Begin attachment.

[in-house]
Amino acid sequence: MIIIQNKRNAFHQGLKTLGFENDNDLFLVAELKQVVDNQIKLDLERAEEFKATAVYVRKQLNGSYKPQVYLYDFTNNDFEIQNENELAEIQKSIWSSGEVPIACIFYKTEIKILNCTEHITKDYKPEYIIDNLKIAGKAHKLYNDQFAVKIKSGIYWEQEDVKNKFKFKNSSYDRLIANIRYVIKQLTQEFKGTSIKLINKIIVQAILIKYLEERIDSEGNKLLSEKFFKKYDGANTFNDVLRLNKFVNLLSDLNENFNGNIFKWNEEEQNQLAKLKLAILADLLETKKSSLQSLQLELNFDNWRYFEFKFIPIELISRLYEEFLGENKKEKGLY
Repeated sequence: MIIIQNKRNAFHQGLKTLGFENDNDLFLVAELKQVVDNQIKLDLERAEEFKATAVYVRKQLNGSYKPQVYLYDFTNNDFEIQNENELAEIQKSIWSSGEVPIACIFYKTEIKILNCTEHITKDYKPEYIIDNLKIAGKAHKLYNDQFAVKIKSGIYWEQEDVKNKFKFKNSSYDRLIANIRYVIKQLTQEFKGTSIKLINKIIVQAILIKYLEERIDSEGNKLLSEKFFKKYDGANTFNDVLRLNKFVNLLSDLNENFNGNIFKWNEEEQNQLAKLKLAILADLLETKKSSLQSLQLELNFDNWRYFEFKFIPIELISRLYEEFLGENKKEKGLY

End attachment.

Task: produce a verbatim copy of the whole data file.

[in-house]
Amino acid sequence: MIIIQNKRNAFHQGLKTLGFENDNDLFLVAELKQVVDNQIKLDLERAEEFKATAVYVRKQLNGSYKPQVYLYDFTNNDFEIQNENELAEIQKSIWSSGEVPIACIFYKTEIKILNCTEHITKDYKPEYIIDNLKIAGKAHKLYNDQFAVKIKSGIYWEQEDVKNKFKFKNSSYDRLIANIRYVIKQLTQEFKGTSIKLINKIIVQAILIKYLEERIDSEGNKLLSEKFFKKYDGANTFNDVLRLNKFVNLLSDLNENFNGNIFKWNEEEQNQLAKLKLAILADLLETKKSSLQSLQLELNFDNWRYFEFKFIPIELISRLYEEFLGENKKEKGLY
Repeated sequence: MIIIQNKRNAFHQGLKTLGFENDNDLFLVAELKQVVDNQIKLDLERAEEFKATAVYVRKQLNGSYKPQVYLYDFTNNDFEIQNENELAEIQKSIWSSGEVPIACIFYKTEIKILNCTEHITKDYKPEYIIDNLKIAGKAHKLYNDQFAVKIKSGIYWEQEDVKNKFKFKNSSYDRLIANIRYVIKQLTQEFKGTSIKLINKIIVQAILIKYLEERIDSEGNKLLSEKFFKKYDGANTFNDVLRLNKFVNLLSDLNENFNGNIFKWNEEEQNQLAKLKLAILADLLETKKSSLQSLQLELNFDNWRYFEFKFIPIELISRLYEEFLGENKKEKGLY